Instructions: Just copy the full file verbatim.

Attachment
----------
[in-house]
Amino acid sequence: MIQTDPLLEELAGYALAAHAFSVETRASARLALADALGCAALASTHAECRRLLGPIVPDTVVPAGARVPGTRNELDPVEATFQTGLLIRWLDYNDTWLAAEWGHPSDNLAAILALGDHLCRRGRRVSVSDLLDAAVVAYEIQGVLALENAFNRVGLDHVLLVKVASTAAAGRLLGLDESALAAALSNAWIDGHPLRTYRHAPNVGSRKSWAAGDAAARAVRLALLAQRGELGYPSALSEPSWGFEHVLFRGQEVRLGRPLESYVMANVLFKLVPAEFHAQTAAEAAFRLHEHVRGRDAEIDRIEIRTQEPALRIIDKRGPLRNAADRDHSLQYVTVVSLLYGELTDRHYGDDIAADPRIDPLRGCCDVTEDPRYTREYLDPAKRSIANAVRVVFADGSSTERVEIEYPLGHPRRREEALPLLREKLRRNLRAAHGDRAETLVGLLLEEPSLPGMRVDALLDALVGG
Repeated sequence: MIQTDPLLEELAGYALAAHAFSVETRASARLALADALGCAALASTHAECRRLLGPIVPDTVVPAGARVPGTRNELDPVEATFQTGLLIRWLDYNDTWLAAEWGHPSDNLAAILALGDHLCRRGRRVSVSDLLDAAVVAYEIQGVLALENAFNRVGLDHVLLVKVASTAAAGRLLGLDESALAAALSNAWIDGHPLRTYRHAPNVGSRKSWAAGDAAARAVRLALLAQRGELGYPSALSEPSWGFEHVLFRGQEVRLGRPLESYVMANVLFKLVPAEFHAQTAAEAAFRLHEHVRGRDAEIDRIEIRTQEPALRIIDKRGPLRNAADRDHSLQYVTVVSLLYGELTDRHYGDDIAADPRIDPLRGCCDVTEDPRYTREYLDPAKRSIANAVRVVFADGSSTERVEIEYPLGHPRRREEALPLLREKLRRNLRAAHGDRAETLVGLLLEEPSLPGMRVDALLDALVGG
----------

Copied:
[in-house]
Amino acid sequence: MIQTDPLLEELAGYALAAHAFSVETRASARLALADALGCAALASTHAECRRLLGPIVPDTVVPAGARVPGTRNELDPVEATFQTGLLIRWLDYNDTWLAAEWGHPSDNLAAILALGDHLCRRGRRVSVSDLLDAAVVAYEIQGVLALENAFNRVGLDHVLLVKVASTAAAGRLLGLDESALAAALSNAWIDGHPLRTYRHAPNVGSRKSWAAGDAAARAVRLALLAQRGELGYPSALSEPSWGFEHVLFRGQEVRLGRPLESYVMANVLFKLVPAEFHAQTAAEAAFRLHEHVRGRDAEIDRIEIRTQEPALRIIDKRGPLRNAADRDHSLQYVTVVSLLYGELTDRHYGDDIAADPRIDPLRGCCDVTEDPRYTREYLDPAKRSIANAVRVVFADGSSTERVEIEYPLGHPRRREEALPLLREKLRRNLRAAHGDRAETLVGLLLEEPSLPGMRVDALLDALVGG
Repeated sequence: MIQTDPLLEELAGYALAAHAFSVETRASARLALADALGCAALASTHAECRRLLGPIVPDTVVPAGARVPGTRNELDPVEATFQTGLLIRWLDYNDTWLAAEWGHPSDNLAAILALGDHLCRRGRRVSVSDLLDAAVVAYEIQGVLALENAFNRVGLDHVLLVKVASTAAAGRLLGLDESALAAALSNAWIDGHPLRTYRHAPNVGSRKSWAAGDAAARAVRLALLAQRGELGYPSALSEPSWGFEHVLFRGQEVRLGRPLESYVMANVLFKLVPAEFHAQTAAEAAFRLHEHVRGRDAEIDRIEIRTQEPALRIIDKRGPLRNAADRDHSLQYVTVVSLLYGELTDRHYGDDIAADPRIDPLRGCCDVTEDPRYTREYLDPAKRSIANAVRVVFADGSSTERVEIEYPLGHPRRREEALPLLREKLRRNLRAAHGDRAETLVGLLLEEPSLPGMRVDALLDALVGG